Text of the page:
To make matters worse, the finished project won’t even increase housing or dining capacity: the facilities may be nicer, but they won’t be bigger. The College claims this new plan will “support the integration of living & learning”, ignoring the fact that students are already being driven off campus by bedspace shortages. Did we somehow forget the disaster that was 2022-23 housing registration? Our school is already overcrowded, and Williamsburg apartments aren’t cheap. As rental rates rise, upperclassmen may be pushed farther and farther into the suburbs. This hardly seems in line with the “living & learning” philosophy.

I appreciate that the school is trying to account for logistical problems by staging the plan in phases, but any project of this scale is bound to have unforeseen delays. Even the planned temporary housing/dining capacity reductions could cause problems for students. For example, Marketplace dining will be demolished during Phase 1. Until the Campus Center is reconstructed in Phase 2, any undergraduates living in the Graduate Complex—of which there are quite a few—will have a 20-minute walk to the nearest dining facility. Now is a good time to remind you that sophomores aren’t allowed to have cars on campus.

I know that many of these renovations are necessary. Our dining staff need to have spaces where they can prepare food safely. Students need AC. But it was disingenuous of the school to drop these plans on students so suddenly. It wouldn’t be an issue if students knew about these major changes before deciding to enroll, but many of us chose the College because we expected a quiet, idyllic college experience. It seems like a bait-and-switch to unexpectedly force current students to put up with years of construction.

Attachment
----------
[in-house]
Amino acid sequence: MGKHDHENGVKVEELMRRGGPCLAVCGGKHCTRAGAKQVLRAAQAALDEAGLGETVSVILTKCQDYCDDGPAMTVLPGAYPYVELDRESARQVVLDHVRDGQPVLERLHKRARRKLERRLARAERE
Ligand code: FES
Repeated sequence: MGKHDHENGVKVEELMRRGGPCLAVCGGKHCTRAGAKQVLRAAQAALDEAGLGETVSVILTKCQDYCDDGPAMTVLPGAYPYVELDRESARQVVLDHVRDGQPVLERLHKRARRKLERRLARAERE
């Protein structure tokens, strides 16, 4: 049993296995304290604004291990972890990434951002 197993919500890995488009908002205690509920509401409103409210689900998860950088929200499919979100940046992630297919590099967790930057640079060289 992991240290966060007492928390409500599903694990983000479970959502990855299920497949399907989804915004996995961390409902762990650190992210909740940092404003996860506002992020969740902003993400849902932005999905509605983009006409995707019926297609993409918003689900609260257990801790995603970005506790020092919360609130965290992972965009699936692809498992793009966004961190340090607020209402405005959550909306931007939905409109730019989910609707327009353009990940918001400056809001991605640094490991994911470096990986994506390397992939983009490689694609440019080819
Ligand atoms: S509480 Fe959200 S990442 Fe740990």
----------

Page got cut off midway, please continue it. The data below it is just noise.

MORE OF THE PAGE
Luckily, the administration has several options to remedy their oversight. By pushing the start date to 2026, every student on campus can be informed about the project before they commit to the College. Alternatively, the college could extend its renovation timeline to reduce the number of facilities under construction at any given time, thereby reducing the strain on students. Or, at the very least, students could be provided with a more democratic opportunity to voice our concerns. After all, this campus is our home. I think we deserve a say in its future. You can petition our administration at this link: 


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  1. Excellent points, many current students chose W&M for the beautiful campus that it is. I am sure some even chose it for its consistent building style. Hopefully, whatever renovations that are done will be tasteful and consistent with the beautiful “public ivy” feel that exists today.

    The administration should pause to seek additional student and faculty input. Perhaps they could start small and give the dining staff the resources they need to improve the food at W&M. Then build on that success to improve housing without destroying the charm of this centuries old institution.

    The Arts Center and Hearth Memorial are examples of what the renovation should not look like. Sustainability and beauty are not mutually exclusive goals. Take the time to get this right. Do not destroy the look and feel of one of the most beautiful college campuses in America.